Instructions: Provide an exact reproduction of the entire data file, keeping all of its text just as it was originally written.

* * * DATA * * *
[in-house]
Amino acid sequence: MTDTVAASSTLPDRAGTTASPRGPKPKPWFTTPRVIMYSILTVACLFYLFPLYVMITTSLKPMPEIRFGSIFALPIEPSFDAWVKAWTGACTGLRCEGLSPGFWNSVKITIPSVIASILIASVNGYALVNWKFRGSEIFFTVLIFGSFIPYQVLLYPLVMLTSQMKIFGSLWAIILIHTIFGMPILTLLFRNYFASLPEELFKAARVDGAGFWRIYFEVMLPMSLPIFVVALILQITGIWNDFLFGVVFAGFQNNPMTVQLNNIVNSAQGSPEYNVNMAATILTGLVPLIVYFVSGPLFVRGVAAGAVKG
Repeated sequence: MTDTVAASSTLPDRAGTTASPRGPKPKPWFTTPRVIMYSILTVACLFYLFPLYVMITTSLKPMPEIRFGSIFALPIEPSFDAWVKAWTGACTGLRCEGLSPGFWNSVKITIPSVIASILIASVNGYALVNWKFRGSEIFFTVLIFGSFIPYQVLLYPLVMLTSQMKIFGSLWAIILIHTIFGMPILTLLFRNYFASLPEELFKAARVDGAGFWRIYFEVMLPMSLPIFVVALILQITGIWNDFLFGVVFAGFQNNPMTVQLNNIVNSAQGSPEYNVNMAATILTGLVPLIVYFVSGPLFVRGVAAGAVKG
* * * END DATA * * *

[in-house]
Amino acid sequence: MTDTVAASSTLPDRAGTTASPRGPKPKPWFTTPRVIMYSILTVACLFYLFPLYVMITTSLKPMPEIRFGSIFALPIEPSFDAWVKAWTGACTGLRCEGLSPGFWNSVKITIPSVIASILIASVNGYALVNWKFRGSEIFFTVLIFGSFIPYQVLLYPLVMLTSQMKIFGSLWAIILIHTIFGMPILTLLFRNYFASLPEELFKAARVDGAGFWRIYFEVMLPMSLPIFVVALILQITGIWNDFLFGVVFAGFQNNPMTVQLNNIVNSAQGSPEYNVNMAATILTGLVPLIVYFVSGPLFVRGVAAGAVKG
Repeated sequence: MTDTVAASSTLPDRAGTTASPRGPKPKPWFTTPRVIMYSILTVACLFYLFPLYVMITTSLKPMPEIRFGSIFALPIEPSFDAWVKAWTGACTGLRCEGLSPGFWNSVKITIPSVIASILIASVNGYALVNWKFRGSEIFFTVLIFGSFIPYQVLLYPLVMLTSQMKIFGSLWAIILIHTIFGMPILTLLFRNYFASLPEELFKAARVDGAGFWRIYFEVMLPMSLPIFVVALILQITGIWNDFLFGVVFAGFQNNPMTVQLNNIVNSAQGSPEYNVNMAATILTGLVPLIVYFVSGPLFVRGVAAGAVKG